Animals don’t wear clothes, we are the only animals who have constructed such intense meanings around the coverings we wear. All animals excrete (actually so do plants, not sure about rocks and minerals) and we also have insane rules over who can excrete where and how. I’m a bit perplexed at the responses to the new guidelines around sexuality education and the insistence that unless we have separate bathrooms and gendered uniforms in schools young people will enter the ‘real world’ confused and unable to know how to conform and play by the (gendered) rules of life.
But I’ve been beaten to it by Philip Patston, his blog is well worth reading. The issue for me is when do we say ‘woops let’s leave those assumptions in the past’. I think gender is screaming out for a need to move on, or an extreme make over. Something like the androgynous 80’s but without the shoulder pads! Schools as social institutions have been shaping young minds and bodies, beating any resistance into shape by shoving young people into set uniforms, and other rules designed to identify them clearly for a particular gendered role in society. I’m not going to run through the tired justifications for uniforms particularly the myth that they create some ‘fairness’ or sense of ‘equality’ or ‘school pride’. However schools are more like brands these days – and parents as ‘consumers’ rate brands according to criteria perceived as valuable. Uniforms are part of the branding.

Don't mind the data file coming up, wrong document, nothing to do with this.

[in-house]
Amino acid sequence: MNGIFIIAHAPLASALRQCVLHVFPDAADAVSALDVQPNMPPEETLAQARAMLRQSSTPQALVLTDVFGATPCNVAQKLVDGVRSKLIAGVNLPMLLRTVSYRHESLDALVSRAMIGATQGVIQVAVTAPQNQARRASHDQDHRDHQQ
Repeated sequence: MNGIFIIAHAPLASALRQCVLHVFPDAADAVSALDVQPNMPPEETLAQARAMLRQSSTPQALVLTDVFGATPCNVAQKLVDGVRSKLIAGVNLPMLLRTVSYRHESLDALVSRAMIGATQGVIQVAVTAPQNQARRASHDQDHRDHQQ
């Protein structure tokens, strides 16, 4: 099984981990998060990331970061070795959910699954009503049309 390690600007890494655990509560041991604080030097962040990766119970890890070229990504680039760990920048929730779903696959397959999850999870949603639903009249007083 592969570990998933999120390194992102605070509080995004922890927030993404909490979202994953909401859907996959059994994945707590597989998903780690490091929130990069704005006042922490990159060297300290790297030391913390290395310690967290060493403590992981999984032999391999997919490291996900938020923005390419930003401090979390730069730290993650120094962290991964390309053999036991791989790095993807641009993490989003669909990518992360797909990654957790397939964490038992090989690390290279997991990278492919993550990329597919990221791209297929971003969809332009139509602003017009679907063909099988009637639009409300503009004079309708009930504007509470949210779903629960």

Toilets however are part of life. We have actually divided the world by excretory plumbling specs – mainly how our kidneys expel waste. How weird is that? I love the ridiculous paranoid rantings of the likes of Bob McCoskrie, the hand wringing over students playing for one team one day and another the next because they can’t decide what gender they are is laughable. Actually, it would be a question of reliability and commitment Bob – absolutely it is about picking a team because the wrath of the ditched players due to someones fluid identity would not be worth bringing upon yourself.